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Limericks

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Title: Limericks


1
Limericks
  • Edward Learandthe Limerick

Material property of the AR Dept. of Education
Distance Learning Center. It may be used for
non-profit, educational use only after contacting
the ADE DLC at http//dlc.k12.ar.us ER
2
Edward Lear
  • Born May 12, 1812 near London
  • Died January 29, 1888 in San Remo (Italy)
  • Youngest of 21 children
  • Raised and educated at home by his oldest sister
    Ann
  • Ann and Sarah, another sister read to him
    classical tales and modern poetry (the Romantic
    poets), and taught him to draw, especially
    natural subjects

3
Rejection and Illness
  • Edward's upbringing was entrusted to his sister
    Ann and Mrs. Lear had nothing more to do with it.
  • Young Edward resented his mother's rejection, but
    found all the love he needed in Ann.
  • He was first attacked by what he called 'the
    Demon', epilepsy, when he was five or six.
  • A few years later 'the Morbids', sudden changes
    of mood with bouts of acute depression, began.
  • Bronchitis
  • Asthma
  • Later life partial blindness
  • When his eyesight began to fail, he focused on
    landscapes instead of detailed animals with his
    drawings

4
Employment
  • Began supporting himself at 15 by drawing
  • At 10 worked at the London Zoo and published
    first work Illustrations of the Family of the
    Psittocidae.
  • First book of colored drawings of parrots
    published in England
  • At 20 started working for the 13th Earl of Derby
  • Complete drawings of the Earls private menagerie
    (live animals for study or display) at Knowsley

5
First Rhymes
  • While working for the Earl of Derby he produced
    many of the rhymes contained in his first Book of
    Nonsense
  • He wrote the zany verses and illustrated them for
    the children of the Earl

6
Limerick
  • There was an Old Man with a beard, Who said, 'It
    is just as I feared!Two Owls and a Hen,Four
    Larks and a Wren,Have all built their nests in
    my beard!'

7
Limerick History
  • Variants of the form of poetry referred to as
    Limerick poems can be traced back to the
    fourteenth century English history.
  • Limericks were used in Nursery Rhymes and other
    poems for children.
  • Limericks were short, relatively easy to compose
    and questionable in content they were often
    repeated by beggars or the working classes in the
    British pubs and taverns of the fifteenth,
    sixteenth and seventh centuries.
  • The poets who created these limericks were
    therefore often drunkards!
  • Limericks were also referred to as dirty.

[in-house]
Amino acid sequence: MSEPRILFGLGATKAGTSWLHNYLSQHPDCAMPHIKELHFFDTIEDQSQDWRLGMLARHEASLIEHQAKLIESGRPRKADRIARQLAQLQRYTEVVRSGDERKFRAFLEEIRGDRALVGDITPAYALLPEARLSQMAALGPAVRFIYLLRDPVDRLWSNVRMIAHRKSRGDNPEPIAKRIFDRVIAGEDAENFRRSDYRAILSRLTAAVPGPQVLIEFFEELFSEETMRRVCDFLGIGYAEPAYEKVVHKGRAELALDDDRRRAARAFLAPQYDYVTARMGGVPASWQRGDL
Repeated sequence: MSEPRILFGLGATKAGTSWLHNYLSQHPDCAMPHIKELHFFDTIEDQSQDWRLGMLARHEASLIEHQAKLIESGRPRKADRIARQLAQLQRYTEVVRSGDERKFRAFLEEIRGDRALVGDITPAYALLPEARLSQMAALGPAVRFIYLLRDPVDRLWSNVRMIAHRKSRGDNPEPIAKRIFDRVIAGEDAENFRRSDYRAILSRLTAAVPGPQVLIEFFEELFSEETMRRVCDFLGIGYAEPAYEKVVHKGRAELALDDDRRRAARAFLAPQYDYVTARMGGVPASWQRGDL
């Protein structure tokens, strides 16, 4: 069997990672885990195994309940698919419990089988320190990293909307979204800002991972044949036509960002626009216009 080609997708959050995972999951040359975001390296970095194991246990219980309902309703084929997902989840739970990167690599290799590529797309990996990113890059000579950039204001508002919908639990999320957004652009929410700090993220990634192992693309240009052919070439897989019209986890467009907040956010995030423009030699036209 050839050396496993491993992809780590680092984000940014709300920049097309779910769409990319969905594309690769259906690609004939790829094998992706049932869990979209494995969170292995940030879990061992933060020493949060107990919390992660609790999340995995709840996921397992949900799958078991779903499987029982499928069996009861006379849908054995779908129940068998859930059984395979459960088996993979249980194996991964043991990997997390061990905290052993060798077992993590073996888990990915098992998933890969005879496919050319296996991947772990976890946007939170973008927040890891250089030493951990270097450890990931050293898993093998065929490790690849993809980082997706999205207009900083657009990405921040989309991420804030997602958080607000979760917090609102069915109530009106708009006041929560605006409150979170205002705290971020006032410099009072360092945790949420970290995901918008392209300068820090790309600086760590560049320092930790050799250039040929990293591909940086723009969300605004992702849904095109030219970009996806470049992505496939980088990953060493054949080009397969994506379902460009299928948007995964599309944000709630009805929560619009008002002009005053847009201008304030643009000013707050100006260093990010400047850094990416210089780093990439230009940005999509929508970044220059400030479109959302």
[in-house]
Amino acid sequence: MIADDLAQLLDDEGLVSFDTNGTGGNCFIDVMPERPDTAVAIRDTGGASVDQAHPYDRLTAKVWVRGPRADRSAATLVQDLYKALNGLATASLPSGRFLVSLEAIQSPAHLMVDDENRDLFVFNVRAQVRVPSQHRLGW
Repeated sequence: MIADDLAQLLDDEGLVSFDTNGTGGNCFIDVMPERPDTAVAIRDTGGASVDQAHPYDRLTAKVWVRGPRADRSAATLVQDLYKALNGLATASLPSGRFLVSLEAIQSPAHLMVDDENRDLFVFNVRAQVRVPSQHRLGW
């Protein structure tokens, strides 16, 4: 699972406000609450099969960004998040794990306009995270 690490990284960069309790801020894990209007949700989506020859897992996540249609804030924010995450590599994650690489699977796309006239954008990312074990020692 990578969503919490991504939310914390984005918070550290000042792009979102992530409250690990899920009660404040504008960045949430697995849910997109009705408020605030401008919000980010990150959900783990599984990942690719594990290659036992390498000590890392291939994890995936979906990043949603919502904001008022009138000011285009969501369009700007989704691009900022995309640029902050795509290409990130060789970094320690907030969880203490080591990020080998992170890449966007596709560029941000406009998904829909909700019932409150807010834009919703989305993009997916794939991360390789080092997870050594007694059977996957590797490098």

8
The Form
  • Limericks consist of five anapestic lines.
  • Lines 1, 2, and 5 have seven to ten syllables and
    rhyme with one another
  • Lines 3 and 4 have five to seven syllables and
    also rhyme with each other

9
Syllable Example
  • There was an Old Derry down Derry, (9a)
  • who loved to see little folks merry (9a)
  • So he made them a book, (6b)
  • and with laughter they shook (6b)
  • at the fun of Derry down Derry. (9a)

10
Anapestic
  • A metrical foot composed of two short syllables
    followed by one long one, as in the word
    seventeen.
  • A line of verse using this meter for example,
    Twas the night before Christmas, when all
    through the house (Clement Clarke Moore).
  • An anapest (or anapaest) comprises two unstressed
    syllables and one stressed one for example,
    "unabridged," "intercede," "on the loose."

11
Tips for Writing Limericks
  • There is an easy way to remember the metre.
  • Recite out loud the first line of the old
    Christmas classic, 'Twas the night be-fore
    Christ-mas and all through the house. In this
    line you can hear the compelling beat da da DUM.
  • The rule is, you must stick to this metre in the
    composition of your limerick.
  • Said an ape as he swung by his tail,To his
    off-spring both fe-male and male     "From your
    off-spring, my dears,     In a cou-ple of
    years,May e-volve a pro-fess-or at Yale.

12
Tips for Writing Limericks
  • If a limerick does not flow easily when read out
    loud, something is probably wrong.
  • You will never get away with writing a limerick
    that does not rhyme.
  • There is a tradition regarding the opening line
    of a classic limerick.
  • The classic standard for a first line is to use
    it to identify a character, as in "There once was
    a fellow named Jake," or "A silly old man they
    called Ned"
  • Another use of the opening line is to identify a
    location, as in "There once was a gal from New
    York."

13
Tips for Writing Limericks
  • a good limerick must be clever.
  • The classic limericks starts with the
    introduction of a character, or identifies the
    location of an event or both within the first
    line, the next line might be used to identify a
    characteristic, an occupation, or some other
    feature of the character. The next two lines are
    a set up for the final line. A limerick is like a
    clever joke, holding the listeners' attention and
    then surprising them with the clever twist or
    turn in the punch line,
  • The only good limericks are those that end with a
    bang.

14
Sources
  • http//www.schoollink.org/csd/pages/engl/limerick.
    html
  • http//www.nonsenselit.org/Lear/learbio.html
  • http//www.poetry-online.org/limericks.htm
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